You see the object is to respond to your client in such a way that he feels that his question has been answered but not at the cost of revealing your closely guarded secrets. If performed correctly you avoid that awkward moment where you have to be a jerk, acting like a dog snarling over his bowl of food when an unwelcome visitor places his hand too close. Instead you now have answered his question - without answering his question - and re-affirmed your position as an expert of your field.
Let’s take another example. A question like “where do you get that stuff to fix the holes?” should be answered like this: “I belong to a special association of industry professionals that acquire products through this exclusive organization.” (I don’t even know what I just said). However, again I have answered the question without answering the question, and protected my expertise.
Taking pains to protect what we know is not only beneficial to us. How many times have we been called upon to save a repair from a “Do-It-Yourself’er”? Remember that a little bit of knowledge can be a dangerous thing – when a person tries to learn what you know through watching a single setting or situation, they may be learning just enough to really complicate the situation. It is a fact that the knowledge that we use everyday depends upon a multitude of variables; some as basic as what kind of light we work under. The ordinary layman that watches us perform wonders with rubbing alcohol may not understand that under another setting, that might be the worse thing to do. The knowledge itself is almost useless without the practical experience to know when the knowledge should be used.
So, let’s follow the K.I.S.S. principle and protect what we know from the general public, and specifically, our customers. Each dollar you earn pays for your overall knowledge and experience as well as the products you use, so don’t give it away. After all, they will enjoy our “illusions” more that way anyway.
K.I.S.S - KEEP IT SUPER SECRET
You must camouflage your products. Some Aesthetic Technicians print their own company labels to re-label products. However, before doing this make sure you take steps to research and comply with all local, state and federal business laws (including MSDS).
NEVER USE ANYTHING THAT SOMEONE CAN IDENTIFY OR PURCHASE AT HOME DEPOT
If you are hired as a professional Aesthetic Technician with advanced training in the use of super-secret chemicals, let’s try not to advertise that the polymeric surface activation agent is Acetone, or your super special leather cleaner smells and looks remarkably similar to Simple Green.
DO YOUR BEST WORK IN SILENCE
Guard your most complex work by doing it without anyone watching. Treat it like you would your PIN number – be careful who’s watching.
THEN THE LIGHT CAME ON:
I was teaching a class at a chemical coating company that had been contracted by a door panel manufacturer for a well-known Detroit car company (one of the big three). A discussion came up about the issue of fading. It was then that I received a vinyl repair epiphany of such magnitude that I still consider myself blessed to receive to this day.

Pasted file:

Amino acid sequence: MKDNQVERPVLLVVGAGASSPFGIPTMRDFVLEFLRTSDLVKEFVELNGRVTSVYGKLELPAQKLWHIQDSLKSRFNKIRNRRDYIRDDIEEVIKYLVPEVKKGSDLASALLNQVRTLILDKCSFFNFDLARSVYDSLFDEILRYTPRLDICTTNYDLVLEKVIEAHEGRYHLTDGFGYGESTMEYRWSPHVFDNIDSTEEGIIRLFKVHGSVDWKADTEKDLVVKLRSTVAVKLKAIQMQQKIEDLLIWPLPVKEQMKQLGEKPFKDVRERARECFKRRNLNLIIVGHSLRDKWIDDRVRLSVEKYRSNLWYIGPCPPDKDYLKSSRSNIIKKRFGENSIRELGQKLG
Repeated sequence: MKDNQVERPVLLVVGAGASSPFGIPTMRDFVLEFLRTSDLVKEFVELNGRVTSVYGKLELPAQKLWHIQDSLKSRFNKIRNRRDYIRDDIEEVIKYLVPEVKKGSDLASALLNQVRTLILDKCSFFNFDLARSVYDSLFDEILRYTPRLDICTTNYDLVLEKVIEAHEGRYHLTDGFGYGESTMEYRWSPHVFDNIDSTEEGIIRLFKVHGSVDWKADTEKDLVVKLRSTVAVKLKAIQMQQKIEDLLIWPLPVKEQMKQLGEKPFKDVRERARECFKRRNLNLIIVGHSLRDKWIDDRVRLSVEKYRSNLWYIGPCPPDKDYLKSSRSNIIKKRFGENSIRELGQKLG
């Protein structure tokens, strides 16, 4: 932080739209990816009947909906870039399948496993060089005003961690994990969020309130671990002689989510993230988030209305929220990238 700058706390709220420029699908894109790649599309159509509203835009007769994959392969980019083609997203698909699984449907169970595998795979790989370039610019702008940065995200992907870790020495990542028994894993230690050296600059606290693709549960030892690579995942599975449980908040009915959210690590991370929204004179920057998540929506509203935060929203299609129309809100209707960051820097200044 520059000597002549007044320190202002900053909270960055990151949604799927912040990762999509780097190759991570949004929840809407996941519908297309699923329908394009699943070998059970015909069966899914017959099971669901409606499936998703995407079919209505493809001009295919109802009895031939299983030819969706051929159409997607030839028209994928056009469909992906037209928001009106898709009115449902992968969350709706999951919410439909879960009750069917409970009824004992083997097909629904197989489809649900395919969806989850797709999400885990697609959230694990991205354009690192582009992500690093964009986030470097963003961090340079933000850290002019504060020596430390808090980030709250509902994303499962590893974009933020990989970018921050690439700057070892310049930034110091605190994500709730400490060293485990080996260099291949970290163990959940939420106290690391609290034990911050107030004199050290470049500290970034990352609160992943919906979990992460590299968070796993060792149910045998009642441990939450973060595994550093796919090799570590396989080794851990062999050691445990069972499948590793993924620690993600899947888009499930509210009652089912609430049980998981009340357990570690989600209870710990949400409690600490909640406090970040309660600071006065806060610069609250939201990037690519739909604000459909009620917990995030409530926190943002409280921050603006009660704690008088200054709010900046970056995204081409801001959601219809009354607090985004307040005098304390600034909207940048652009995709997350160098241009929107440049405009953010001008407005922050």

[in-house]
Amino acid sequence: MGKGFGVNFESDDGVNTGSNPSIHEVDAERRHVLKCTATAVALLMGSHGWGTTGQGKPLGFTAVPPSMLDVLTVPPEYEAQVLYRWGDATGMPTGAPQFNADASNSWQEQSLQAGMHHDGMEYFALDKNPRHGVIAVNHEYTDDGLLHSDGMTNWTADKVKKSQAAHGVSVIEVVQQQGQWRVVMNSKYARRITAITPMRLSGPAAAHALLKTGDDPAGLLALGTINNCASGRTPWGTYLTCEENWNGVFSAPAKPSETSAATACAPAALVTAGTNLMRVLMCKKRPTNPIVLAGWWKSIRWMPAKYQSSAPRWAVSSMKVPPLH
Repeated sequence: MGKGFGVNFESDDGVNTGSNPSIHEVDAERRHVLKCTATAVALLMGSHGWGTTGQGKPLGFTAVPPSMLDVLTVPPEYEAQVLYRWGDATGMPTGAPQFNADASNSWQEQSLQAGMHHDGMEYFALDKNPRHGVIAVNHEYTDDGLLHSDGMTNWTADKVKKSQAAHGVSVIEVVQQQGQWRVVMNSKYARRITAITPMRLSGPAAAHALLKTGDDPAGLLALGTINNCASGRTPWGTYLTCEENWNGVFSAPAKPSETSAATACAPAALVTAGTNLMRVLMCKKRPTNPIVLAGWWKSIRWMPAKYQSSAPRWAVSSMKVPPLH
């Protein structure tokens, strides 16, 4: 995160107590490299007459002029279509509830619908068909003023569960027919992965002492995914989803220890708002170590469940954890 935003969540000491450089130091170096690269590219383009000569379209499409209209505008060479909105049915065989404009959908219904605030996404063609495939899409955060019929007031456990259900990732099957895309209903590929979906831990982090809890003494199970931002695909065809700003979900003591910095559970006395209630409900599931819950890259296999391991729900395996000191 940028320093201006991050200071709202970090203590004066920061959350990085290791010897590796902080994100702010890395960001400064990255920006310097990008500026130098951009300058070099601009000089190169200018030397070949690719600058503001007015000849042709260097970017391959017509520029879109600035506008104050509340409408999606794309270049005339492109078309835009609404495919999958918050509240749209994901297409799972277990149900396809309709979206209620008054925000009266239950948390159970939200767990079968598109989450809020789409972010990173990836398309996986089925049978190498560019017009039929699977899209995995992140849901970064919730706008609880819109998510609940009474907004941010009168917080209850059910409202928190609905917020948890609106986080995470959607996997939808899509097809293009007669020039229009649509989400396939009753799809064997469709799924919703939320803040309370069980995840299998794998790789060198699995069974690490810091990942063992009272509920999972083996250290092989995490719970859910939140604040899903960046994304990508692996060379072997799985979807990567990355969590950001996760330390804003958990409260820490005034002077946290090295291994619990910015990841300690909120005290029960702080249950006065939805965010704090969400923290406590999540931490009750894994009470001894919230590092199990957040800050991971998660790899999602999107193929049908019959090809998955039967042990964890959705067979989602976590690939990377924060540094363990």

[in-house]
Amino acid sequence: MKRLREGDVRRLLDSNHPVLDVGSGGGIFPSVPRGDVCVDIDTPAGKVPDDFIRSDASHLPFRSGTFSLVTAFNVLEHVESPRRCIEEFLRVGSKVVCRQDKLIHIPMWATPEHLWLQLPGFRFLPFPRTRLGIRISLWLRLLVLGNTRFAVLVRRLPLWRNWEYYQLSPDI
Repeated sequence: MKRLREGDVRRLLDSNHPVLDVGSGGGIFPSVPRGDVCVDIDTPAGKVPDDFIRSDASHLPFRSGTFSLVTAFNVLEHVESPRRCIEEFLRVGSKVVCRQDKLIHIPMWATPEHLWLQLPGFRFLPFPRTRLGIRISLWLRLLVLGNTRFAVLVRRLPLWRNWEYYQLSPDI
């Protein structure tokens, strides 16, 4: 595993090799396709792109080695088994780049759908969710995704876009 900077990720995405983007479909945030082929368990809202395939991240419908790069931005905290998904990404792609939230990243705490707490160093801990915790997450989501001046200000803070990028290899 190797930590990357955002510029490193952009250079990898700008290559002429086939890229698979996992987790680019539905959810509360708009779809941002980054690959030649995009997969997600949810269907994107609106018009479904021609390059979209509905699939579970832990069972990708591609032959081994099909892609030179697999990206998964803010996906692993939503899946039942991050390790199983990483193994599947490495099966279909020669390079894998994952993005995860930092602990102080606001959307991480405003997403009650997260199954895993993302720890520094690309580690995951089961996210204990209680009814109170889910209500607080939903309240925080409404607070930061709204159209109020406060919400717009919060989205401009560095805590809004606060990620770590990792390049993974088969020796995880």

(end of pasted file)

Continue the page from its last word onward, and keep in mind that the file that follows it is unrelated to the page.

The representative stated that they only used oxide colors in the manufacturing process. One reason was due to the cost and secondly (but most importantly); oxide colors do not react to sunlight. They are known as non-photoreactive. Pure pigments will fade when exposed to UV, but oxide colors stand the test of time. Oxide colors are probably used in many of the car interiors for these reasons.
However, there are times when you encounter a high-chroma color (a color with a high degree of purity, like a really bright red) that oxides will not work. Oxides are muddy colors, like pastels, so they will not work when you need bright, vibrant colors. Time and experience (or should I say experimentation) will tell you this. (Prepare for shameless self-promotion here) Also, all Matri-X (www.thematri-x.com) professional trainings feature a comprehensive, in-depth look at color theory and the color issues Aesthetic Technicians face everyday.
Donald Loomis from New Jersey wanted our thoughts on the use of flexible epoxies for repairs. You picked a great question, Donald! Let’s start at the beginning. What is an epoxy?
Epoxies are thermosetting resins. There are two types of plastics, thermoplastics and thermosets. Thermoplastics can be re-heated and re-shaped once formed, but thermosets cannot. Once they have undergone the polymerization process, it’s irreversible. Epoxies start as a resin and then are mixed with a hardener. This hardener starts the chemical reaction, or cross-linking. The result is a very strong and rigid material. Most common epoxy resin is produced from a reaction between epichlorohydrin and bi-phenol-A. Additives and modifiers are then mixed to produce the desirable results, such as flexibility or increased adhesion.
The use of flexible epoxies is well-suited and even common for our industry. The question really begs, which one and when? Well that is a good question, one that is deserving of another article. Look for our follow up article next month that will discuss some popular brands of flexible epoxies, and their applications.